It seems YouTube is full speed ahead toward launching its own music streaming service a la Apple Music and Spotify.

The video-streaming site just signed a deal with Universal Music Group and Sony Music Entertainment concerning royalties and copyrighted material. The deal reportedly sets up better royalty rates for music rights holders and complies with improved monitoring of content uploaded by YouTube users.

YouTube Lands Landmark Music Deals

The deal follows two years of tumultuous negotiations, as Bloomberg reports. The third label, Warner Music Group, signed a deal with YouTube earlier this month. Universal Music Group said its deal with YouTube will provide artists with more flexibility and better royalty profits. Sony, meanwhile, declined to comment.

"This agreement means we can drive more value to the industry, break and support more artists, and deliver an incredible music experience to fans around the world," said YouTube CEO Susan Wojcicki in a statement.

The deals pave the way for YouTube to launch a paid music streaming service next year, according to Bloomberg.

Why This Makes Sense For YouTube

YouTube is already one of the most common ways to listen to music for different people around the globe — it's where artists debut their music videos, for instance, some of which go on to reap billions of views each. There's an audience, that's for sure, but whether they're willing to drop down cash for a paid service remains to be seen.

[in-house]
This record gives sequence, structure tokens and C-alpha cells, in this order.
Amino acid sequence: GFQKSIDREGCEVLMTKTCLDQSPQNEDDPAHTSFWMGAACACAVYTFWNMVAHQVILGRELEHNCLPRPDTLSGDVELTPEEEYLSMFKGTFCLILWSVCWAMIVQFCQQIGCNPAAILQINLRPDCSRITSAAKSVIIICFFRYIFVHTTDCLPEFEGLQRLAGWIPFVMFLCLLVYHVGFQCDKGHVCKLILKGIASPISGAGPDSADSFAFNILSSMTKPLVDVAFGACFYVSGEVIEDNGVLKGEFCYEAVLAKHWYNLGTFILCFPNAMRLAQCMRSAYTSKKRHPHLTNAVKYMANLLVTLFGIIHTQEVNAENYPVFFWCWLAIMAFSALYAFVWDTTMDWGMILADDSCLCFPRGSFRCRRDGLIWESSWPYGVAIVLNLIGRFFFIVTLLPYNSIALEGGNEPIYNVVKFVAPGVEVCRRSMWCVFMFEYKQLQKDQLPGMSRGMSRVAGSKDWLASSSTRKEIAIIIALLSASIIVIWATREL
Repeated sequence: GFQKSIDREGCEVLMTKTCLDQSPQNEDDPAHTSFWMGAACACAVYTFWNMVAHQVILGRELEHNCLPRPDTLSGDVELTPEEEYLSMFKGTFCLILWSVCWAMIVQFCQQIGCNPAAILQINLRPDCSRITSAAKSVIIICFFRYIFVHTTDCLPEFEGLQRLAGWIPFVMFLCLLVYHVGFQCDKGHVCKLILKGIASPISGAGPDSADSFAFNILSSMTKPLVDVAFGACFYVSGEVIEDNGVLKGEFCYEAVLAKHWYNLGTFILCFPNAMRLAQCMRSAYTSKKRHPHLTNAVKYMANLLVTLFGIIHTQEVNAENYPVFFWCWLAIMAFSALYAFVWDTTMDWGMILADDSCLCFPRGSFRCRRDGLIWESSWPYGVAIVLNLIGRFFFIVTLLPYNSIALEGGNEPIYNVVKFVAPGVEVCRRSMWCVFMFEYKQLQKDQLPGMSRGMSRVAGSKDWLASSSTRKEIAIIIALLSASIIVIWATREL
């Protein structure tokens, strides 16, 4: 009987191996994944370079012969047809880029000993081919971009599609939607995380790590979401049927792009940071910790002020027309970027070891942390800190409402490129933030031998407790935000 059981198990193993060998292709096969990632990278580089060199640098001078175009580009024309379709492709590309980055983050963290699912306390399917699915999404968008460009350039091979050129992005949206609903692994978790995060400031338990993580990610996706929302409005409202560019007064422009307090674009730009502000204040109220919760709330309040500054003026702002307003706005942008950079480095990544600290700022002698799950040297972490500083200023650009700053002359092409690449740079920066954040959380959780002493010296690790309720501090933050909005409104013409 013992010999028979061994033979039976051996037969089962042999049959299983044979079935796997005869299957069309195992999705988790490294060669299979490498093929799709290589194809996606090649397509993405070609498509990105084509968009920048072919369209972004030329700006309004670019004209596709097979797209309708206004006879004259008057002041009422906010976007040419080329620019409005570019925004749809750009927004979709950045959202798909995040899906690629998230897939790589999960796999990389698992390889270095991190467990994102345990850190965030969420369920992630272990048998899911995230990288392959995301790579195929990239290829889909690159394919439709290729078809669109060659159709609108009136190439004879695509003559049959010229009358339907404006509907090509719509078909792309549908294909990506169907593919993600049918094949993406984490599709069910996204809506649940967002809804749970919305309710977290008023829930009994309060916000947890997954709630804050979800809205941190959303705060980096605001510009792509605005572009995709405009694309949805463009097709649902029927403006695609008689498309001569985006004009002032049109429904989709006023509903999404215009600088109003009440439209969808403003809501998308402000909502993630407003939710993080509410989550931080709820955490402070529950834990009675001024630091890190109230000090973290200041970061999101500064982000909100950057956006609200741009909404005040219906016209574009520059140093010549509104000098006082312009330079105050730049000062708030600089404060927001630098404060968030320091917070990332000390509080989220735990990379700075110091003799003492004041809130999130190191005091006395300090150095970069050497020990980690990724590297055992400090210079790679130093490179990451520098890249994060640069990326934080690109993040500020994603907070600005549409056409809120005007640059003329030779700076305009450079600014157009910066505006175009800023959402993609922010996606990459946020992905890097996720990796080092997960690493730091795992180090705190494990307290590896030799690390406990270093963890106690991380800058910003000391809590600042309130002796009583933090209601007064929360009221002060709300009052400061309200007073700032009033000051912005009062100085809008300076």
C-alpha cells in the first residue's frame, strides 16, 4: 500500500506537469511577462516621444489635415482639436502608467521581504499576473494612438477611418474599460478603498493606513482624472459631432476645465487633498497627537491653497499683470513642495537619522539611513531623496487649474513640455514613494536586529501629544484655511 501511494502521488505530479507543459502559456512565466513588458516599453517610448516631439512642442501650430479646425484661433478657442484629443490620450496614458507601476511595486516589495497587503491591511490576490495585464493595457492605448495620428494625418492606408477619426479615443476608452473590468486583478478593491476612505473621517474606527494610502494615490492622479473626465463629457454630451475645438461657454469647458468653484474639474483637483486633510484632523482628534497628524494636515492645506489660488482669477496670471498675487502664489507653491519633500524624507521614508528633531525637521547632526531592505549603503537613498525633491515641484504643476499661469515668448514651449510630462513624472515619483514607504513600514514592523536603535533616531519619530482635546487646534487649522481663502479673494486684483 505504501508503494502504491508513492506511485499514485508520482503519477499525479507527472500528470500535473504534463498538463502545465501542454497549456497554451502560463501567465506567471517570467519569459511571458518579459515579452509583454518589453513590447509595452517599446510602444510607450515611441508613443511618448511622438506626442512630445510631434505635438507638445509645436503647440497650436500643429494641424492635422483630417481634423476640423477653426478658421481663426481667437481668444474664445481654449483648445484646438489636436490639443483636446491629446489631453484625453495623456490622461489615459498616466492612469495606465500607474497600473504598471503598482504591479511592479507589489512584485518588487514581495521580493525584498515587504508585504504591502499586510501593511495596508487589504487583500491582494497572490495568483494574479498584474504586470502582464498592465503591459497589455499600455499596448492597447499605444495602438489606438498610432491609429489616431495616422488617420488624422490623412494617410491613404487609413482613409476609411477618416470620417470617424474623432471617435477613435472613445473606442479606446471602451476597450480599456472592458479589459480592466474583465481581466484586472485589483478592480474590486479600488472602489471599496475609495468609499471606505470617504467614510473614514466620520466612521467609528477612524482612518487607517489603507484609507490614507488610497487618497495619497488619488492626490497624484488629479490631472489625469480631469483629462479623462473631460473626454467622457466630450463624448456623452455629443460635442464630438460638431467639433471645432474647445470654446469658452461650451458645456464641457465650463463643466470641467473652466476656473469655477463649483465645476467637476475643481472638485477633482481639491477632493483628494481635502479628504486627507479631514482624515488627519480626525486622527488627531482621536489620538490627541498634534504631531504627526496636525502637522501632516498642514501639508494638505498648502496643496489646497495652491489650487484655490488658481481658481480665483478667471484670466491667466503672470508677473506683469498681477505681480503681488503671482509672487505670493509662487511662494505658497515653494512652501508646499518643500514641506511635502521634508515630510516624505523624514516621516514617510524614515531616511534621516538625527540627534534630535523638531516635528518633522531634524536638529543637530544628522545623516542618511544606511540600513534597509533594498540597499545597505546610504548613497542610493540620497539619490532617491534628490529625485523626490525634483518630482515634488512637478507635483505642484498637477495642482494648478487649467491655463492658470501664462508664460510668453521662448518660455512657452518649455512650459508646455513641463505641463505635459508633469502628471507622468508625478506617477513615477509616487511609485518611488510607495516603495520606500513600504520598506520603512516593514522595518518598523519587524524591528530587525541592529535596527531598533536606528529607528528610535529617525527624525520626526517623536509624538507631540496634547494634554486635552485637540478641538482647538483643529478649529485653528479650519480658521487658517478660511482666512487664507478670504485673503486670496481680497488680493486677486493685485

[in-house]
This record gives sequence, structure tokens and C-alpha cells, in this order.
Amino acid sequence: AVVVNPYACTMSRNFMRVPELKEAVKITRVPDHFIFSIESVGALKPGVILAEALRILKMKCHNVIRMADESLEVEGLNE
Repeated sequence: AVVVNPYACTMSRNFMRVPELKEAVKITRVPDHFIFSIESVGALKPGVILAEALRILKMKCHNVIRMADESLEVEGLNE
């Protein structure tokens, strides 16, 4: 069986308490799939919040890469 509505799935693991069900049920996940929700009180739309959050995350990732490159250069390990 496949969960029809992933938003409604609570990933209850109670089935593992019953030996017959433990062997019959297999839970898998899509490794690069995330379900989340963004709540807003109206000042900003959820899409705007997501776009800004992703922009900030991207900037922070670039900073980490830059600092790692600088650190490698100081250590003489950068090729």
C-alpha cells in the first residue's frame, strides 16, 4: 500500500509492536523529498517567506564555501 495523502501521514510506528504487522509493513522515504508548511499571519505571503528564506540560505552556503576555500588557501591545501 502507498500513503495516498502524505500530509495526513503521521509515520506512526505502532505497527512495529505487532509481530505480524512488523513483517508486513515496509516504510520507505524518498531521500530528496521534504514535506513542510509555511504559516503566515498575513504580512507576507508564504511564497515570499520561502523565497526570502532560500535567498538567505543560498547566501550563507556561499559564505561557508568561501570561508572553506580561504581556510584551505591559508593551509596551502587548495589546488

The company hopes to convert the millions of people who frequent the site to listen to music for free into paying subscribers. Yes, the field YouTube is attempting to penetrate seems pretty much crowded, given the handful of streaming services available, but if YouTube is successful in its endeavor, it could very well have a chance on surpassing Spotify's 60 million subscriber count given its humongous traffic and user base.

The deals are a turning point for YouTube, who's had a rocky relationship with music publishers in the past. It has received criticism for insufficiently compensating music rights holders what they should be paid and for letting copyrighted material slip through the cracks without prompt action.

The forthcoming music service reportedly integrate elements from YouTube Red and Google Play Music, its parent company's own paid service. It's supposed to launch in March 2018, but YouTube hasn't made any firm announcements on the release date. Perhaps the site is still ironing out last-round negotiations, including a deal with Vevo in 2018, as Bloomberg points out.

What do you think of a paid music subscription service based on YouTube? Would you be willing to try it? As always, feel free to sound off in the comments section below!

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